Stacy Rapacon: Great Funds You Can Own for $500 or Less

Cameron Huddleston: 7 Ways to Save on Home Decor

The Kosher Gourmet by Steve Petusevsky Exploring ingredients as edible-stuffed containers (TWO RECIPES + TIPS & TECHINQUES)

Jewish World Review January 26, 2010 / 11 Shevat 5770

Why the economy is only getting worse

By Jack Kelly


http://www.JewishWorldReview.com | The performance of the stock market was the one bright spot in the otherwise dismal year for the economy in 2009. The Dow Jones Industrial average rose 65 percent from its March low, causing many to hope it was a harbinger of recovery.

President Barack Obama has fixed that. Last week the Dow fell 552 points in the three trading days since the president announced his plans to "reform" the financial services industry.

Wall Street took in stride the president's announcement Jan. 15 he intends to seek a tax on the 50 largest banks, perhaps because Wall Street insiders expect the tax — which his aides said should raise between $90 billion and $117 billion over ten years — to be passed along to consumers.

What tanked the market last week was Mr. Obama's announcement Wednesday he will seek legislation to limit the size of banks, to limit the compensation of executives at banks which have received federal bailouts, and to prohibit proprietary trading (trading for one's own account) by bank holding companies.

There is something to be said for both proposals. It makes sense to have banks which are considered "too big to fail," which are recipients of emergency loans from the Federal Reserve, to pay into a fund from which those loans might be drawn, as all banks pay for the Federal Deposit Insurance Corporation (FDIC), which reimburses bank depositors when banks fail.

And forbidding bank holding companies from proprietary trading is, in essence, simply a reinstatement of the Depression-era Glass-Steagall Act, which was in part repealed (for bank holding companies) in 1999. But the Devil is in the details, and in the timing. What is a good idea in normal times can be a bad one in particular circumstances. Vigorous physical exercise is good for most people most of the time, but not for patients suffering from pneumonia.

Proprietary trading is a major profit center for bank holding companies, at a time when few other banking activities are profitable. And the taxes bankers pay are a major source of revenue for the governments of New York State and New York City, both of which are nearly bankrupt. Mayor Michael Bloomberg blasted the president's plan at a news conference Saturday.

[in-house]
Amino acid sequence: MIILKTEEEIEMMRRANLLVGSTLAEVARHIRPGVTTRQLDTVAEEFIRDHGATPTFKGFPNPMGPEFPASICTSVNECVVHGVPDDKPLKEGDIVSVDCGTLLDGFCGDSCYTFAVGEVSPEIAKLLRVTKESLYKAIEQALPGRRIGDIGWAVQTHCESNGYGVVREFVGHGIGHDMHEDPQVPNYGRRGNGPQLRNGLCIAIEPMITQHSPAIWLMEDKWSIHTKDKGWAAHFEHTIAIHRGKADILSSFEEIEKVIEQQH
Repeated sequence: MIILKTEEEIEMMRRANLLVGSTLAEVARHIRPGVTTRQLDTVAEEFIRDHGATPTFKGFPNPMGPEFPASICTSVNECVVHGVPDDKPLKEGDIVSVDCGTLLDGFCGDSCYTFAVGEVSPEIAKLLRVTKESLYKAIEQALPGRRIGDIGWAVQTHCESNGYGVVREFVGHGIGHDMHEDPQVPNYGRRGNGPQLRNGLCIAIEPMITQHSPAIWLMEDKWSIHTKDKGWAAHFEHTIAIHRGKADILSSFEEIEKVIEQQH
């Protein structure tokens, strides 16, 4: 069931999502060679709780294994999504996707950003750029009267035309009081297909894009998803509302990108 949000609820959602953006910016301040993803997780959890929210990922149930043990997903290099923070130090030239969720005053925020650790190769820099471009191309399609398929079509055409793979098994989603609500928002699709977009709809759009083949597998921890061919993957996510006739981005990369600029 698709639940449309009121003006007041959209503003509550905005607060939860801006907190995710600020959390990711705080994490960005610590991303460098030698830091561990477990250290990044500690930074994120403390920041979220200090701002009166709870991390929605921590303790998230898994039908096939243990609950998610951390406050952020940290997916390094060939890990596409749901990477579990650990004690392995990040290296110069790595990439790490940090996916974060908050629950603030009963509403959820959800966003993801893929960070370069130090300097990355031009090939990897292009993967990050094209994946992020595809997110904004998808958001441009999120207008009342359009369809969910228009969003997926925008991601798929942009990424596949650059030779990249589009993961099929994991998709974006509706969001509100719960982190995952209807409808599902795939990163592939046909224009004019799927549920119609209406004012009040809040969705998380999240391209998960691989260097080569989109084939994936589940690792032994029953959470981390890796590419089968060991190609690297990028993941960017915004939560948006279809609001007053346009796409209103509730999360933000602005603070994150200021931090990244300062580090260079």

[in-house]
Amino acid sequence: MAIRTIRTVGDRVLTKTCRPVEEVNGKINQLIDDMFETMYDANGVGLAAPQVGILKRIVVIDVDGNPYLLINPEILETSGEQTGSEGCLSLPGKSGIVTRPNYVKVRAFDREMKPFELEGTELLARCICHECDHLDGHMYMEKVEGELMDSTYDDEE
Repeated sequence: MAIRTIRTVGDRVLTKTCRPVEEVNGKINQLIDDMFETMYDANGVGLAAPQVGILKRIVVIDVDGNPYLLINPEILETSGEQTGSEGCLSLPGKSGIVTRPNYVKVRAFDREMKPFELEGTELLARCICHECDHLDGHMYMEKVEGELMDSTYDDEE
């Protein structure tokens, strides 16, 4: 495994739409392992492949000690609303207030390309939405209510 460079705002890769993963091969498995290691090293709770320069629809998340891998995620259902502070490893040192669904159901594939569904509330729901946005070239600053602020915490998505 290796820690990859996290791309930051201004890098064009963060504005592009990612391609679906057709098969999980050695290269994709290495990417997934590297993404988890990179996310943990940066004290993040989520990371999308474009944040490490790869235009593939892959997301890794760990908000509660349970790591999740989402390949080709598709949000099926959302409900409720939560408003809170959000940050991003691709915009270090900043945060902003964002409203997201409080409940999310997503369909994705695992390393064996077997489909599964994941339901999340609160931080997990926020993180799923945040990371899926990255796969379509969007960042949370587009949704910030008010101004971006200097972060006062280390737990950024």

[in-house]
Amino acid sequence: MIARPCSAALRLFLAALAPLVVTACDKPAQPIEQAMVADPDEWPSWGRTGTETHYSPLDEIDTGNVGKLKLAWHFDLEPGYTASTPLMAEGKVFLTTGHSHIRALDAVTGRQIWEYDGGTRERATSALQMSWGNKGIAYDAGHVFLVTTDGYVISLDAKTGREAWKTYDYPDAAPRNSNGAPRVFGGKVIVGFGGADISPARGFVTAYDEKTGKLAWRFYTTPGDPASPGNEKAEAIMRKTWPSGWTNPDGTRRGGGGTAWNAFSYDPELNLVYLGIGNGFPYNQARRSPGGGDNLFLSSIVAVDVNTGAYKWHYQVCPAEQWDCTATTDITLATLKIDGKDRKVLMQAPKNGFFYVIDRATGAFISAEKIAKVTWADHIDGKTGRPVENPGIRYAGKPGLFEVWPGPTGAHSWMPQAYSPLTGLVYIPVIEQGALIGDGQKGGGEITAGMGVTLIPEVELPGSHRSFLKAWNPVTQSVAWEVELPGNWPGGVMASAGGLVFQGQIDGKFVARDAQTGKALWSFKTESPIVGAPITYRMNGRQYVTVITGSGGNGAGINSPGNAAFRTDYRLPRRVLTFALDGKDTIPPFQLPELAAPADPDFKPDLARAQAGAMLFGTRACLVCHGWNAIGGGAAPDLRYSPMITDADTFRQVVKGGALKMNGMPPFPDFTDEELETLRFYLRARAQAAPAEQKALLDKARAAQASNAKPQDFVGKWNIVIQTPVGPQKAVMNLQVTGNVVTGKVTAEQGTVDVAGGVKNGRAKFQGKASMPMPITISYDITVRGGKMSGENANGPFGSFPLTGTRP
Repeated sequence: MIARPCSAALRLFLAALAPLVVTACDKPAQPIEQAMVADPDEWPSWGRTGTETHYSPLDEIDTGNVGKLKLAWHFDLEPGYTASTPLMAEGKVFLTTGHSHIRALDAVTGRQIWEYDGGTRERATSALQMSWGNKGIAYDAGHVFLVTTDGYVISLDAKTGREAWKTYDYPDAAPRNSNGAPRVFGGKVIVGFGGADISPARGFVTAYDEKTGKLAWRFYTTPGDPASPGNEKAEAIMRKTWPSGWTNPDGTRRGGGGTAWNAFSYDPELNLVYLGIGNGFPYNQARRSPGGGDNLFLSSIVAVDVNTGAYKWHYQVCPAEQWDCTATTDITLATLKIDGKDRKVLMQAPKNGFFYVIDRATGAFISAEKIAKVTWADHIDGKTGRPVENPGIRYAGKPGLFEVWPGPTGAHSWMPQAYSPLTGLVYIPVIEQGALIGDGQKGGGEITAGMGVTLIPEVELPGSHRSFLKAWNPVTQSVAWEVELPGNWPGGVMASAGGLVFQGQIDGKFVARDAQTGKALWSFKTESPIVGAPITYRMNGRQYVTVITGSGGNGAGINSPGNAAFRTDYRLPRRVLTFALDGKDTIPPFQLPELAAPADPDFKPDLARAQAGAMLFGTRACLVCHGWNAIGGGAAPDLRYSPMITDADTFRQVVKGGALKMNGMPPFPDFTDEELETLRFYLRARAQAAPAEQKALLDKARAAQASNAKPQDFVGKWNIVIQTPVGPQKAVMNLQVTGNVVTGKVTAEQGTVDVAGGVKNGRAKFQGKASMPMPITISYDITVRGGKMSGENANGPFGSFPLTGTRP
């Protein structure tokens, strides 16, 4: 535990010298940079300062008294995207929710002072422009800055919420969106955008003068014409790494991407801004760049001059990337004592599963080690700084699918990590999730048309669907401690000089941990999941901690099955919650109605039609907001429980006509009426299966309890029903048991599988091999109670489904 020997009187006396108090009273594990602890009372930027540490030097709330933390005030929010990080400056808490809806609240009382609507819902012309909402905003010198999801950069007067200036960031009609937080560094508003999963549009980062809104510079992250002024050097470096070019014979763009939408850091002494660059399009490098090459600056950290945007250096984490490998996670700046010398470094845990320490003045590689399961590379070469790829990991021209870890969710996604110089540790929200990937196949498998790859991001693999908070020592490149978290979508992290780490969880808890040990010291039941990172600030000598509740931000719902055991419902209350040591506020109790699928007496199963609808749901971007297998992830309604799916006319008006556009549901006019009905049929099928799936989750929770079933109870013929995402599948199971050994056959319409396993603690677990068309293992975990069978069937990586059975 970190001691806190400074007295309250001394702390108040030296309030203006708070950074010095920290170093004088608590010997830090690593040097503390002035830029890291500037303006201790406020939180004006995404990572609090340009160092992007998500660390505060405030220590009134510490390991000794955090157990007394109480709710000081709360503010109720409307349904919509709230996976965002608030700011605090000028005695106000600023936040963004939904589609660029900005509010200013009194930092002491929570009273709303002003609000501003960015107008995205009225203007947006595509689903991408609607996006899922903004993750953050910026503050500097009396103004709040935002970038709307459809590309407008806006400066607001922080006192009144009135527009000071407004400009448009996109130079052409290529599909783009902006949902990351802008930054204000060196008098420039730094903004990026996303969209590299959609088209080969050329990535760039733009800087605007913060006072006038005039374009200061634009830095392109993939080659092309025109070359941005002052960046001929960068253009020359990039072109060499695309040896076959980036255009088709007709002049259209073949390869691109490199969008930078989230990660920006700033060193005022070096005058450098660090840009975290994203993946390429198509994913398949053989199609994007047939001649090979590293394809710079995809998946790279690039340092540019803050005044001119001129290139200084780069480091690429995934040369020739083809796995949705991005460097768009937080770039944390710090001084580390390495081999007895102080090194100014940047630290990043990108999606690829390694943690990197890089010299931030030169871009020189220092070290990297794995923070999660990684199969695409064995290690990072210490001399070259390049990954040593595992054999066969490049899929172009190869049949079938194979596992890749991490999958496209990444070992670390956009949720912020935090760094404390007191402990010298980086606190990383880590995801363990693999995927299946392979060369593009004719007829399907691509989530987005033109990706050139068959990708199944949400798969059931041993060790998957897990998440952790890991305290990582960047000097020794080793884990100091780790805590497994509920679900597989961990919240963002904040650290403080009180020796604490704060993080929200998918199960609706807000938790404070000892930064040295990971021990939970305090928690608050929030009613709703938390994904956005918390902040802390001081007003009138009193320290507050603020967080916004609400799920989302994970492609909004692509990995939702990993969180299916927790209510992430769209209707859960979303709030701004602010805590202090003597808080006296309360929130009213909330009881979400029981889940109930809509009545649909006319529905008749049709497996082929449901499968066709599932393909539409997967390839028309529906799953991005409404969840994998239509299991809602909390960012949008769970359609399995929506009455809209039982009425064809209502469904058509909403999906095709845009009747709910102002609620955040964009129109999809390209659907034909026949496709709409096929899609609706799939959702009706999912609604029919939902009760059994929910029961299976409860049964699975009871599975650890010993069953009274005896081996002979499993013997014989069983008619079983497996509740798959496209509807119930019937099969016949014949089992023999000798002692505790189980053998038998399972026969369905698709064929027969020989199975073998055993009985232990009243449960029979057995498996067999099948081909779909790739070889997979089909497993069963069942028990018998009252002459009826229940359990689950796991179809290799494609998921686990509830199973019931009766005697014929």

Letter from JWR publisher

Also uneasy about the plan is Treasury Secretary Timothy Geithner, who fears it will harm the competiveness internationally of U.S. firms.

However, had the proposed new rules been in effect, they'd have done next to nothing to prevent the financial meltdown. Lawrence White, a former regulator who now teaches at New York University's business school, described them as "a solution to the wrong problem."

The firms whose failures triggered the financial collapse — Bear Stearns, Lehman Brothers, the insurer American International Group — were not commercial banks or bank holding companies. There is no evidence proprietary trading contributed to the meltdown.

The root cause, you'll remember, was sub-prime mortgage lending, home loans to poor credit risks on ridiculously easy terms — often no money down for mortgages four or five times the (unverified) annual income of the borrowers. Sub-prime lending was encouraged — some might say insisted upon — by politicians in Washington.

Fly by night outfits such as Countrywide Mortgage were able to make such loans again and again because two quasi-government corporations, the Federal National Mortgage Association (Fannie Mae) and the Federal Home Loan Mortgage Corporation (Freddie Mac), both run by politically connected Democrats, bought all the bad paper they could generate.

Fannie and Freddie are both bankrupt, kept alive only by massive federal subsidies.

Mortgages were bundled together, chopped into pieces, and sold throughout the financial system with the blessing of regulators, who assumed the new financial instruments (chiefly collateralized debt obligations and credit default swaps) would reduce risk. Instead, they multiplied it.

The housing boom and bust was fueled by an easy money policy by the Federal Reserve, begun when Alan Greenspan was chairman, but continued when Ben Bernanke replaced him in 2006.

Absolutely nothing has been done about these root causes of the meltdown. It would seem wiser to begin financial reform by addressing them, rather than with "solutions to the wrong problem" that have been proposed more to solve the president's political woes than our economic ones.

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JWR contributor Jack Kelly, a former Marine and Green Beret, was a deputy assistant secretary of the Air Force in the Reagan administration.